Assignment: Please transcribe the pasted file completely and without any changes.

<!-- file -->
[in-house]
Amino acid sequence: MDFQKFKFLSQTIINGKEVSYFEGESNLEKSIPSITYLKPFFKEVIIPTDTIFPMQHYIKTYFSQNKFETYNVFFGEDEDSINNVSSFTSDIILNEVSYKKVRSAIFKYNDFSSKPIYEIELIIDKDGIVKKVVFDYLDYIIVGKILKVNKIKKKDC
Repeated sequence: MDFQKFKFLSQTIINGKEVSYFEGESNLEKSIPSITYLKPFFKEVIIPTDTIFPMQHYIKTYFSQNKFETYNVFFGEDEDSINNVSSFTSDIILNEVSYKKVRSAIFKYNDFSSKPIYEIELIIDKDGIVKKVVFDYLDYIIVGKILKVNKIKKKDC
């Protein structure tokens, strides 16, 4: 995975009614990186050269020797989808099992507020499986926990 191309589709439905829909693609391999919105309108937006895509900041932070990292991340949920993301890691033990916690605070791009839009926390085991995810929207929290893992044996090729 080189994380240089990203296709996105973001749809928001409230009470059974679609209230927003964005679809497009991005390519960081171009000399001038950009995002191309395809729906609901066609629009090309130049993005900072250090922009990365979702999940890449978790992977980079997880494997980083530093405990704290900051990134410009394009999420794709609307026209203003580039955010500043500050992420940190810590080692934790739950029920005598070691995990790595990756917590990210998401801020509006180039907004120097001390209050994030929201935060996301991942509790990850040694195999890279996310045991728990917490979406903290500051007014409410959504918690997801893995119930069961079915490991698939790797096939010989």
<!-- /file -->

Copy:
[in-house]
Amino acid sequence: MDFQKFKFLSQTIINGKEVSYFEGESNLEKSIPSITYLKPFFKEVIIPTDTIFPMQHYIKTYFSQNKFETYNVFFGEDEDSINNVSSFTSDIILNEVSYKKVRSAIFKYNDFSSKPIYEIELIIDKDGIVKKVVFDYLDYIIVGKILKVNKIKKKDC
Repeated sequence: MDFQKFKFLSQTIINGKEVSYFEGESNLEKSIPSITYLKPFFKEVIIPTDTIFPMQHYIKTYFSQNKFETYNVFFGEDEDSINNVSSFTSDIILNEVSYKKVRSAIFKYNDFSSKPIYEIELIIDKDGIVKKVVFDYLDYIIVGKILKVNKIKKKDC
């Protein structure tokens, strides 16, 4: 995975009614990186050269020797989808099992507020499986926990 191309589709439905829909693609391999919105309108937006895509900041932070990292991340949920993301890691033990916690605070791009839009926390085991995810929207929290893992044996090729 080189994380240089990203296709996105973001749809928001409230009470059974679609209230927003964005679809497009991005390519960081171009000399001038950009995002191309395809729906609901066609629009090309130049993005900072250090922009990365979702999940890449978790992977980079997880494997980083530093405990704290900051990134410009394009999420794709609307026209203003580039955010500043500050992420940190810590080692934790739950029920005598070691995990790595990756917590990210998401801020509006180039907004120097001390209050994030929201935060996301991942509790990850040694195999890279996310045991728990917490979406903290500051007014409410959504918690997801893995119930069961079915490991698939790797096939010989």